You can’t edit documents inside Dropbox; when you click the Open button on a file, you’re redirected to Microsoft Office 365 online where you have to either set up an Enterprise account or log into an existing one. This isn’t ideal especially since Box (for Business) includes free access to Microsoft’s online Office apps. (Dropbox Basic and Pro accounts also include free access.)
Alternatively, you can sign up for Dropbox Paper, which is in beta but open to all Dropbox users. With Dropbox Paper, you can create and edit documents, comment, and assign related tasks. Once you link your Business account with Dropbox Paper, you can access your Dropbox Paper documents from your Dropbox dashboard. You can insert Dropbox documents into Dropbox Paper documents but they won’t be editable. If you want to collaborate on documents, then you’re best off creating them in Dropbox Paper in the first place.
If you download the Dropbox desktop app, you can use a feature called Dropbox Badge, which extends some Dropbox features to Microsoft Excel, PowerPoint, and Word files. A badge appears on any of the documents saved in your Dropbox, so you can see who is viewing or editing the file, add comments, share the file, and view file history. Dropbox also recommends using the desktop app to upload entire folders and large files since the website uploader has a 10GB limit.
Any files you mark as favorites will also be available offline, though you have to do so one by one, same as you do in Citrix ShareFile. This is a nice feature, though Evernote for Business and Google Drive for Work let you access all of your files offline.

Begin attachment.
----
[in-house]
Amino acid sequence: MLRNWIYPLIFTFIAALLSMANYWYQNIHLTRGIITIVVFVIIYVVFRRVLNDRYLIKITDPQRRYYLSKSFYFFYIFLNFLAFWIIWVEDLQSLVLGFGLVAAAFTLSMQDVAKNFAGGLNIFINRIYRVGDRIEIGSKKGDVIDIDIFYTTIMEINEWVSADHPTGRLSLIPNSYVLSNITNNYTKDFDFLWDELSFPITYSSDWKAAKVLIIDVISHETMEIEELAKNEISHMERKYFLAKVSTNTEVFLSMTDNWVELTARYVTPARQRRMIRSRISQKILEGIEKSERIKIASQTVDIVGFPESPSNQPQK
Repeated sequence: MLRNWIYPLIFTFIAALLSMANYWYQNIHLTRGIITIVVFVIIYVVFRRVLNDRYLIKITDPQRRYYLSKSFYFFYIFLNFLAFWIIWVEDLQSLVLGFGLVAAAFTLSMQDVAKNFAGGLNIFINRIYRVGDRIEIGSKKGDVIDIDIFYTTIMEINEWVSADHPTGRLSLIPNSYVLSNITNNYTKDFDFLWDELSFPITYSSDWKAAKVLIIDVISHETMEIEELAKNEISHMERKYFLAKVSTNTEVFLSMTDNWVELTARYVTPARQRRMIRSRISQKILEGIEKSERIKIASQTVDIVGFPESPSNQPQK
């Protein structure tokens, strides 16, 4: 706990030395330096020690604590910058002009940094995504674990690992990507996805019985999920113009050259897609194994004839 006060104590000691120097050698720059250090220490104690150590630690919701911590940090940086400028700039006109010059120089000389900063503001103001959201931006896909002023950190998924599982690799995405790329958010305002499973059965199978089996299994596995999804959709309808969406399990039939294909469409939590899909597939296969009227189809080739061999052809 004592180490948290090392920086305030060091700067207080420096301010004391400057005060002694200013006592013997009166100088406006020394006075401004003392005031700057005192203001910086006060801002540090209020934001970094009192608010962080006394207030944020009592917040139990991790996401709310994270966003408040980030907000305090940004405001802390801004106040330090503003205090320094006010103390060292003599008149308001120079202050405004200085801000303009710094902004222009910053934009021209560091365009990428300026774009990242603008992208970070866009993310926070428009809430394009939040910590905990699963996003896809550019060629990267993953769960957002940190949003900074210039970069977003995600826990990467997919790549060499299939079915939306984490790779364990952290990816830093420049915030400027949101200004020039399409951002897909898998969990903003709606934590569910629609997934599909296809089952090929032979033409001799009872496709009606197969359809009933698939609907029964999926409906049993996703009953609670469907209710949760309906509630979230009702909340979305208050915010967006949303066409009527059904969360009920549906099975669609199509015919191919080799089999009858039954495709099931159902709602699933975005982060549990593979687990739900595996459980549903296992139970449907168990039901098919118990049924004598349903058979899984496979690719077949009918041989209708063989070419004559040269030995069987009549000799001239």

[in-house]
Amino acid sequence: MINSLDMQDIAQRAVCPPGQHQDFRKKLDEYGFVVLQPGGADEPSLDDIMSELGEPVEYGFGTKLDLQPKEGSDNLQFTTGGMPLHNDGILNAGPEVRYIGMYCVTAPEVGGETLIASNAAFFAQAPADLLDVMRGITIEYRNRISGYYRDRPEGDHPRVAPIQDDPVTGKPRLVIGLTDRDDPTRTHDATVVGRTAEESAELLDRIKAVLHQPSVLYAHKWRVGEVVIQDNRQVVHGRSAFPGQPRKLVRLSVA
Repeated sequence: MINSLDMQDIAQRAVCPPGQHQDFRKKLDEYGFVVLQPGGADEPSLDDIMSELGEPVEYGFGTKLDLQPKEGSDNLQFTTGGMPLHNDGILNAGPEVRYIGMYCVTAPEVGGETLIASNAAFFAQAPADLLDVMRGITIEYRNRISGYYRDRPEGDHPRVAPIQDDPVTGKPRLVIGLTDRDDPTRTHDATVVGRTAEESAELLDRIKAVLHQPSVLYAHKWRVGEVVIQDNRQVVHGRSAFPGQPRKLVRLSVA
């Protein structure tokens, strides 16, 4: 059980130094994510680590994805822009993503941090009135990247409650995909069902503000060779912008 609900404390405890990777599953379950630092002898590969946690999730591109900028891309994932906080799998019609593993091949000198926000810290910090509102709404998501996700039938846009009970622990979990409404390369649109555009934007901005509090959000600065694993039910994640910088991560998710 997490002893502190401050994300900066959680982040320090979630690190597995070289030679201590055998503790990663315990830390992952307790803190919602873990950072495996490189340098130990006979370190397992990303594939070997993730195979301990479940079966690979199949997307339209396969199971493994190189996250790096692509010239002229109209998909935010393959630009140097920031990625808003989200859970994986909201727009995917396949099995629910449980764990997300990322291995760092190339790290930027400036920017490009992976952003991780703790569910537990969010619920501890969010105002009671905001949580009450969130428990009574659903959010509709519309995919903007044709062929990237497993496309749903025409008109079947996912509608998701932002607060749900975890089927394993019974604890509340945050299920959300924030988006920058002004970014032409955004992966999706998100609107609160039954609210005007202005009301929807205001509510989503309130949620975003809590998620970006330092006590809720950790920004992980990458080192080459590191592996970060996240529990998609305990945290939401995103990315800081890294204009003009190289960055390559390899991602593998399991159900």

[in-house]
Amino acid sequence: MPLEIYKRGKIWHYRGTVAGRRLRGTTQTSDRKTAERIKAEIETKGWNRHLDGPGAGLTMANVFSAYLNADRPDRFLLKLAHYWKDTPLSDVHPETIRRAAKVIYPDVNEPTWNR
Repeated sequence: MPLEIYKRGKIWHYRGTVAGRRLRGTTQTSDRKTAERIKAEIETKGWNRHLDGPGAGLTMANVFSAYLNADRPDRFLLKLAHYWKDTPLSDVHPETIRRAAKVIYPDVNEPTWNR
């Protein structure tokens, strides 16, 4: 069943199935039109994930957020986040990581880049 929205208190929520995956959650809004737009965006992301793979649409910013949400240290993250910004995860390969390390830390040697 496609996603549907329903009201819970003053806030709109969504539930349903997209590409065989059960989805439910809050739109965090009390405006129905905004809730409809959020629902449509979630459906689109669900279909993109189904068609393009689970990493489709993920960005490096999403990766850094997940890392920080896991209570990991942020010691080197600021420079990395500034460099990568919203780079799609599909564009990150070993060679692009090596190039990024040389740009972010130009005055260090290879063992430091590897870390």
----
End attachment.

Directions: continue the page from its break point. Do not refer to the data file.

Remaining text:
In addition to a desktop app, Dropbox also has mobile apps for Android and iOS. All of these mobile apps sync with your online account. The mobile apps let you create files and folders and share them. It also includes another important mobile capability, namely document scanning using your phone, either from your existing camera roll or by taking a photo and transforming it into a document. Dropbox does a good job of outlining whatever document you’re trying to scan, be it as small as a business card or a full-sized page. It straightens the image up (even in the case of the mildly crumpled receipt we threw at it during testing), and it allows you to capture up to 10 pages at a time, which you can save to any Dropbox folder either as a PDF or a PNG file. As with other documents in the Dropbox system, you can add comments to it or @mention someone to notify her that she should take a look.
Dropbox Business is excellent in regards to sharing or annoting documents in this fashion as long as you’re still working with the mobile app. You can add a signature to the document if you have Adobe Acrobat installed or you can do so directly from the app. You can also annotate the image with a date or custom text.
The only miss is with help text, which only has a brief mention of how to do text recognition, and that entry was mostly useless information. We even contacted tech support for more information (without informing them that we were press) and they simply asked for more information and then never replied after we gave it to them. The reason for the query is that the mobile app has a search field implying that you can do a text search on a scanned document you’ve saved in PDF. However, searching for the word “chocolate” on a two-page document that specifically concerned chocolate yielded zero results. As far as we can tell then, users should consider the mobile scanning feature more as an image capture mechanism rather than a tool for optical character recognition (OCR). If a big stack of documents needing OCR is in your future, then you’d be better off with one of the Editors’ Choice winners in our mobile scanning app roundup, Abbyy FineScanner or Evernote Scannable.